I've had a head for spelling since I was a kid (my fingers are another matter, as ought to be obvious to regular readers of this blog), but plenty of bright people are lousy spellers, and nearly all bright people make mistakes.

It doesn't matter. Give it a rest. Find something real to complain about.

This story was getting a lot of attention in certain blog circles a couple of days ago:

WOODBURY, Tenn. -- A local business is now apologizing, and making amends after suspending a woman for answering a phone call from her son serving in Afghanistan.

Teresa Danford says she knew about the no cell phone rule at the Crane Interiors factory in Woodbury; but because her son, Lance Corporal Mark Ryhne, only has access to a satellite phone once a month, she didn't think twice about taking the call last week when he called during business hours.

That decision resulted in Danford's three-day suspension without pay. If it happened again, managers threatened to fire her. Since a story about her situation aired on NewsChannel 5 Thursday, the factory has received threats and harassing phone calls.

Now the general manager is apologizing, and taking back Danford's suspension. Danford will be paid for the days she didn't work, and Crane Interiors has revised it's no cell phone policy....

When Teresa Danford was suspended for taking this call ("'You don't want to miss a word because truthfully that might be the last time you hear from them,' Danford said"), there was anger at blogs such as Blackfive and Support Your Local Gunfighter; an online petition got more than 3600 signatures in a matter of days. The company wisely changed its policy and made amends to Danford.

But, really, what prevents companies from having harsh, inflexible policies such as Crane's old one? And what would happen if, as a society, we decided that we really shouldn't allow employers to refuse to make reasonable accommodations in situations like this? What if we tried to protect military families with a law?

Don't you think teabaggers and folks like Rand Paul would conclude that this was a horrific big-government intrusion on the rights of free entrepreneurs to run their businesses as they see fit? Don't you think Megan McArdle would take to her blog at The Atlantic to denounce the measure -- McArdle, who recently proclaimed,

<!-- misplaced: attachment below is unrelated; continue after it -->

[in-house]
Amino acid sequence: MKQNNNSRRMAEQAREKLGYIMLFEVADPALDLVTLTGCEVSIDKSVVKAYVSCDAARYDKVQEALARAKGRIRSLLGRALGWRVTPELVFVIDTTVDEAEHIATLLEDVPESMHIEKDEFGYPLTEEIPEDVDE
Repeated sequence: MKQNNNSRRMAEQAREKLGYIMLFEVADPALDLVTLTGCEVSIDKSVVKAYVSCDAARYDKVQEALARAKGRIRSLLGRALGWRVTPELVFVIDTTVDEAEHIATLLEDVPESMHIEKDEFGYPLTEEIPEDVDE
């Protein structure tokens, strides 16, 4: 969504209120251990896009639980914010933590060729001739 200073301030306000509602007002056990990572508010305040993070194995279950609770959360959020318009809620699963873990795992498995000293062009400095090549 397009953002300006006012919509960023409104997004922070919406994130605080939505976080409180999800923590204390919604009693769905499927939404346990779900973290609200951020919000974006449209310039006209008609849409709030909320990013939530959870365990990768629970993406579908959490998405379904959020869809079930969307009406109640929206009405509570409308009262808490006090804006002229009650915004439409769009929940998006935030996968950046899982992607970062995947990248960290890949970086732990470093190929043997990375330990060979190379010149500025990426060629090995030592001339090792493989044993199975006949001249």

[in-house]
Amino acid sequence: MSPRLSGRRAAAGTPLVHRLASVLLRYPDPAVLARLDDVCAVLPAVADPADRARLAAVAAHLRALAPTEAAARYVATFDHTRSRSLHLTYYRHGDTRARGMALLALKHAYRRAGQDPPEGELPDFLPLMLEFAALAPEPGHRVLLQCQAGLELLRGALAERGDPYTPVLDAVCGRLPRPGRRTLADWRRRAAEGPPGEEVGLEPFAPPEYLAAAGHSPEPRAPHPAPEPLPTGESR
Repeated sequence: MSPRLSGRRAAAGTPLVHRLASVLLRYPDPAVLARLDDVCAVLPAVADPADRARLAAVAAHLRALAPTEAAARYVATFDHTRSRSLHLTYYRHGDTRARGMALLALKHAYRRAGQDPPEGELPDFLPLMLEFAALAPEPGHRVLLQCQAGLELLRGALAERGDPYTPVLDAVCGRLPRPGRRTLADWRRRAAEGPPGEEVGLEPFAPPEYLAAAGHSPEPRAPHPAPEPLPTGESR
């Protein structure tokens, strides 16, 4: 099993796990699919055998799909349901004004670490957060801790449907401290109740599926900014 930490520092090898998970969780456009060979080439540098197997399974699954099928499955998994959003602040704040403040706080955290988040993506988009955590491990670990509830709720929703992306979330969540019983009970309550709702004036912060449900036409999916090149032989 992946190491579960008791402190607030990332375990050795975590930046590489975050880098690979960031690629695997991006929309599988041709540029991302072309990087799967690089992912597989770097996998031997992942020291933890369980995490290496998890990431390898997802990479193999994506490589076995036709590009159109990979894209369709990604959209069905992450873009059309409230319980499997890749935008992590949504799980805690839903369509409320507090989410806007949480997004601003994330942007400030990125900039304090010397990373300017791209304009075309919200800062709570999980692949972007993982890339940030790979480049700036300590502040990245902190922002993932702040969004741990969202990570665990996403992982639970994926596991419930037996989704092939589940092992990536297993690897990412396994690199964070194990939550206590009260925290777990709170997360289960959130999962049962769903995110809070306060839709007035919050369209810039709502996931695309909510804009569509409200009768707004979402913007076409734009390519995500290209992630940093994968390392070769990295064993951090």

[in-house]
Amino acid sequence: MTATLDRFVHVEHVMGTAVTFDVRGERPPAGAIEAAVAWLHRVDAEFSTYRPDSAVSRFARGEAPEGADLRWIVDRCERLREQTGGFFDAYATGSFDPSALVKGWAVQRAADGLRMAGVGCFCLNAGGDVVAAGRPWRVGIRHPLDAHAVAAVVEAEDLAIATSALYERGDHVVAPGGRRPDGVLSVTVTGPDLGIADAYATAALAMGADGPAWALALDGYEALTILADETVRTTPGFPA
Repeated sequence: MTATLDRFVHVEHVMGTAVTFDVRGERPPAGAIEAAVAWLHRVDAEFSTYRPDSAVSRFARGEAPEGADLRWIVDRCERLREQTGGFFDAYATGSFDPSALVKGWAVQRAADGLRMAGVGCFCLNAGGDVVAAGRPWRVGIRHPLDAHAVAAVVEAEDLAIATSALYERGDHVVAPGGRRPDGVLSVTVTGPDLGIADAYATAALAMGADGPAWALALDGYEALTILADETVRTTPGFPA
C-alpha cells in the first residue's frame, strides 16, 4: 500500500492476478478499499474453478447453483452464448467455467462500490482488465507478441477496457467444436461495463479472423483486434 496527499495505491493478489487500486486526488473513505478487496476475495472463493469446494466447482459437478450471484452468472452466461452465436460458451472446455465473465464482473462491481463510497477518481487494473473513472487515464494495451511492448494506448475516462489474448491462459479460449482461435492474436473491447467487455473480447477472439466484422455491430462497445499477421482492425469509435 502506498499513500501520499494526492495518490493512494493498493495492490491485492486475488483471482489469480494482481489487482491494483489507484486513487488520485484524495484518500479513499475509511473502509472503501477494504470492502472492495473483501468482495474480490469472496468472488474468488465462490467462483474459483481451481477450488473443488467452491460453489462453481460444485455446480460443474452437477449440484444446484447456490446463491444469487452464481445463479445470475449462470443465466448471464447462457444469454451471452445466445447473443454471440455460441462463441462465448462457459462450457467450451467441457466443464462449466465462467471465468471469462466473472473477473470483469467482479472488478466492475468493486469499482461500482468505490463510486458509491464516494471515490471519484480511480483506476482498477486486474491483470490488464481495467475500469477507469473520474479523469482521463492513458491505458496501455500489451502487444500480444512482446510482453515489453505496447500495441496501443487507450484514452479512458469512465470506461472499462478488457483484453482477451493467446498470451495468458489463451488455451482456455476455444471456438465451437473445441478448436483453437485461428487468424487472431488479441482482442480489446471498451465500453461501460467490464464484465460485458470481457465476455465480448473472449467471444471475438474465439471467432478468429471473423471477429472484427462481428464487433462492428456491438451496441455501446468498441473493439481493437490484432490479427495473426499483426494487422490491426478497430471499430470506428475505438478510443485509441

To start with, there is really no such thing as "paid" vacation; your employer is paying you for the work you've done, not for spending a week on the beach in Cabo. You're just spreading a slightly higher average hourly wage over a longer period, so it seems like you're taking a lower wage in exchange for more days off. Moreover, these days off often have an additional cost to employers--there are efficiency losses because you're not around to coordinate with other employees, and they may have to hire a substitute, who is unlikely to be as productive as the worker that they are temporarily replacing.

Similarly, work rules that reduce productivity mean that more employees must be hired at extra cost.

A law protecting military moms taking sat-phone calls from their children in war zones? Think of the efficiency losses!

Yeah, we have a law protecting servicemembers' civilian jobs -- but it was passed in 1994, when we had a Democratic president and Congress. Yeah, we have a law protecting saervicemembers from civil suits while they're deployed -- but that Bush-era law was a revision of a 1940 law that, in turn, updates laws dating back to World War I and the Civil War -- and the law hasn't always protected servicemembers from scummy banks seeking foreclosures. In any case, I don't think the laws on the books are much precedent. It's a new day! America demands small government! Don't tread on my employer!

Though if I were the Democrats in Congress, I'd put forward legislation to protect family members like Teresa Danford -- and dare the congressional Randians to vote no.

Wednesday, February 23, 2011


I think what I find most striking about Scott Walker's chat with the fake David Koch is that Walker's a believer. Even when he thinks he's being offered fancy R&R on the Kochs' dime, he's prattling on and on about "freedom" like a Fox News talking head trying to brainwash the rubes ... except he's the rube, and he's already been brainwashed. He's reinforcing his own brainwashing.